According to the website EHealthMe conducted a study on August 17, 2011 regarding the side effects of taking Actos and the bladder cancer risk. According to the report, 22,512 reported side effects when taking Actos and 0.22% have bladder cancer. The largest concentration (approx. 43%) were using Actos between 2-5 years before having Bladder Cancer with the next largest concentration (approx. 29%) used Actos between 1-6 months.

Actos Side Effects, Bladder Cancer Risk

In June 2011, the Type 2 Diabetes drug Actos (piogliatazone) had its sales suspended by medical regulators in France and Germany because of a possible bladder cancer risk. The French and German decisions to ban the drug came after a study commissioned by the French Medicines Agency found that people taking Actos were more likely to develop bladder cancer, an aggressive form of cancer. The study examined cancer rates in some 155,000 people taking Actos in France from 2006 to 2009 and 1.3 million other diabetics who were not receiving the drug. The study found about a 22 percent higher risk of bladder cancer in those taking the drug compared with diabetics taking other drugs. The bladder cancer risk was highest in those receiving a cumulative dosage of 28,000 mg or more during the study period.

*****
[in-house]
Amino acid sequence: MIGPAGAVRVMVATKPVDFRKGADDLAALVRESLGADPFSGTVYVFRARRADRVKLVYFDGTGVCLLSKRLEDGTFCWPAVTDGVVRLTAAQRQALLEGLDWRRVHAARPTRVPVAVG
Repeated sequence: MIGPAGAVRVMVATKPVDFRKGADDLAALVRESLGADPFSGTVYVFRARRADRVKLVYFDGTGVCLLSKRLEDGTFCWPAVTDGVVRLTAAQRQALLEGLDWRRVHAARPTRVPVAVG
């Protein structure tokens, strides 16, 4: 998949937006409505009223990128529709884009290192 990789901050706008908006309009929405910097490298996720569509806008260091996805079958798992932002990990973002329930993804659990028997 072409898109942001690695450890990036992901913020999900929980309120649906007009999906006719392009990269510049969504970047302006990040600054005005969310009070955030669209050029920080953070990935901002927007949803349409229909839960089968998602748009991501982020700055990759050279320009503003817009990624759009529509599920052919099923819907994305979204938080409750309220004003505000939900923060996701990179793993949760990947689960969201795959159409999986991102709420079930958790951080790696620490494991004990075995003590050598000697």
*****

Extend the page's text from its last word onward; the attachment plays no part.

Also in June 2011, the U.S. Food & Drug Administration (FDA) announced it was reviewing Actos for a possible bladder cancer risk in September 2010. At the time the agency said early data from a 10-year study submitted by Takeda, the maker of Actos, had not indicated a statistically significant association between exposure to the drug and bladder cancer risk. However, there was some evidence that patients taking Actos at least two years or at the highest cumulative doses (>28,000 mg) did face a greater danger from bladder cancer.